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Publication numberUS8135574 B2
Publication typeGrant
Application numberUS 12/271,076
Publication dateMar 13, 2012
Filing dateNov 14, 2008
Priority dateNov 15, 2007
Also published asUS20090132234
Publication number12271076, 271076, US 8135574 B2, US 8135574B2, US-B2-8135574, US8135574 B2, US8135574B2
InventorsBryan T. Weikel
Original AssigneeWeikel Bryan T
Export CitationBiBTeX, EndNote, RefMan
External Links: USPTO, USPTO Assignment, Espacenet
Creating and displaying bodies of parallel segmented text
US 8135574 B2
Abstract
Computer program products and arrangements of creating and displaying bodies of parallel segmented text are discussed. The bodies of parallel text may be divided into matching segments. Embodiments include transformations, code, state machines or other logic to display in separate areas one or more segments of text from each body of text. The embodiment may involve emphasizing one segment of text from each body. The emphasized segments may match. The text from one of the bodies may include two or more segments. The embodiment may include receiving from a user a command to emphasize a different segment within the one body of text. The embodiment may involve presenting a second display of text in response to the command. The second display may include the different segment and matching segments in the other bodies of text. The different segment and the matching segments may be emphasized.
Images(15)
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Claims(1)
What is claimed is:
1. An apparatus to display text, the apparatus comprising:
a display;
memory;
means to present a first display of text from a plurality of bodies of parallel text, the bodies of parallel text divided into segments, the segments from each of the plurality of bodies of parallel text matched to the segments of the other bodies of parallel text, the means to present comprising:
means to display from each body of the plurality of bodies of parallel text one or more segments of text from the body in a separate area and means to emphasize one segment of text from the one or more segments of text displayed in the separate area;
wherein:
the emphasized one segments of text from each of the plurality of bodies of parallel text match; and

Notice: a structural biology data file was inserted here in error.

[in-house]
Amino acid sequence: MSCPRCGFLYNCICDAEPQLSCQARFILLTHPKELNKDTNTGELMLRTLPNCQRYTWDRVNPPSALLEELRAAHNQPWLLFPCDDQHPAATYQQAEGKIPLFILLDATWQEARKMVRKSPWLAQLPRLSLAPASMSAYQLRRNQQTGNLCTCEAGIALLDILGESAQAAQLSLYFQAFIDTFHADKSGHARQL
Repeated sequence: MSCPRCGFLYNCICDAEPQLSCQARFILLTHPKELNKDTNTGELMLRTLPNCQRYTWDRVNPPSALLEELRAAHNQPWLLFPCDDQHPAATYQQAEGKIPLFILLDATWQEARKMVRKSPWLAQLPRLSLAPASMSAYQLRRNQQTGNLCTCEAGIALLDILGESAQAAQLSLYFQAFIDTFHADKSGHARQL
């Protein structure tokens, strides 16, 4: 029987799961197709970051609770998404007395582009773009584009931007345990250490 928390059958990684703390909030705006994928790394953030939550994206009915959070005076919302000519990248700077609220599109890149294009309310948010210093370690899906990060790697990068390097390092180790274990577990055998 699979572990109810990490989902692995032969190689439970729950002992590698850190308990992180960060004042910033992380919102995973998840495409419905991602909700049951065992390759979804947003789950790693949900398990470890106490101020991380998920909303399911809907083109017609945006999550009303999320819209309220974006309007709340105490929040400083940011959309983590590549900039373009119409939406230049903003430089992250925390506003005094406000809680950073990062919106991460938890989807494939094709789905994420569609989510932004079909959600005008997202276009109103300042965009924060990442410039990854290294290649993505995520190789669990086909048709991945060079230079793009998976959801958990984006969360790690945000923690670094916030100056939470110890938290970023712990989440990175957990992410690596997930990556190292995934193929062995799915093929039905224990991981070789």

the means to display text from one of the bodies of text comprises means to display a plurality of segments of text from the body of text;
a user interface to receive from a user a command to emphasize a different segment within the one of the bodies of text; and
means to present a second display of text from the plurality of bodies of parallel text in response to the receiving, the means to present the second display comprising:
means to remove the emphasis from the emphasized one segment from each of the plurality of bodies of parallel text;
means to emphasize another segment of text from each body of the plurality of bodies of parallel text, the means to emphasize comprising means to emphasize the different segment within the one of the bodies of text, wherein:
the emphasized another segment of text from each of the plurality of bodies of parallel text match; and
means to display the emphasized other segment of text from each body of the plurality of bodies of parallel text, the means to display comprising means to display the different segment.
Description
CROSS-REFERENCE TO RELATED APPLICATIONS

This patent application claims priority under provisional Patent Application 60/988,419 filed on Nov. 15, 2007, the entire contents of which are hereby incorporated by reference.

FIELD

The present invention is in the field of text processing. More particularly, the present invention relates to methods and arrangements to create and display bodies of parallel segmented text.

BACKGROUND

Bodies of text exist for which it is meaningful to match other bodies of text on approximately a sentence by sentence basis. One example of a set of such bodies of text is an original literary work and a translation of that literary work. Occasionally such matched bodies of text are used by persons learning another language. A simple way to present such matched bodies of text so that it helps an individual advance his or her comprehension of another language is to list each text segment (typically a sentence or phrase) from one of the bodies of text on the left side of a presentation media and each matching segment from one of the other textual bodies on the right side of the presentation media, and to align the text segments horizontally:

Now is the time Ahora es el tiempo
for all good men en lo que todos
los hombres buenos
to come to the aid debe ayudar a su pais
of their country.

SUMMARY OF THE INVENTION

Methods and arrangements of creating and displaying text from bodies of parallel text are presented. The bodies of parallel text may be divided into matching segments. One embodiment provides a method of displaying text from bodies of segmented parallel text. The embodiment may involve displaying in separate areas one or more segments of text from each body of text. The embodiment may involve emphasizing one segment of text from each body. The emphasized segments may match. The text from one of the bodies may include two or more segments. The embodiment may include receiving from a user a command to emphasize a different segment within the one body of text. The embodiment may involve presenting a second display of text in response to the command. The second display may include the different segment and matching segments in the other bodies of text. The different segment and the matching segments may be emphasized.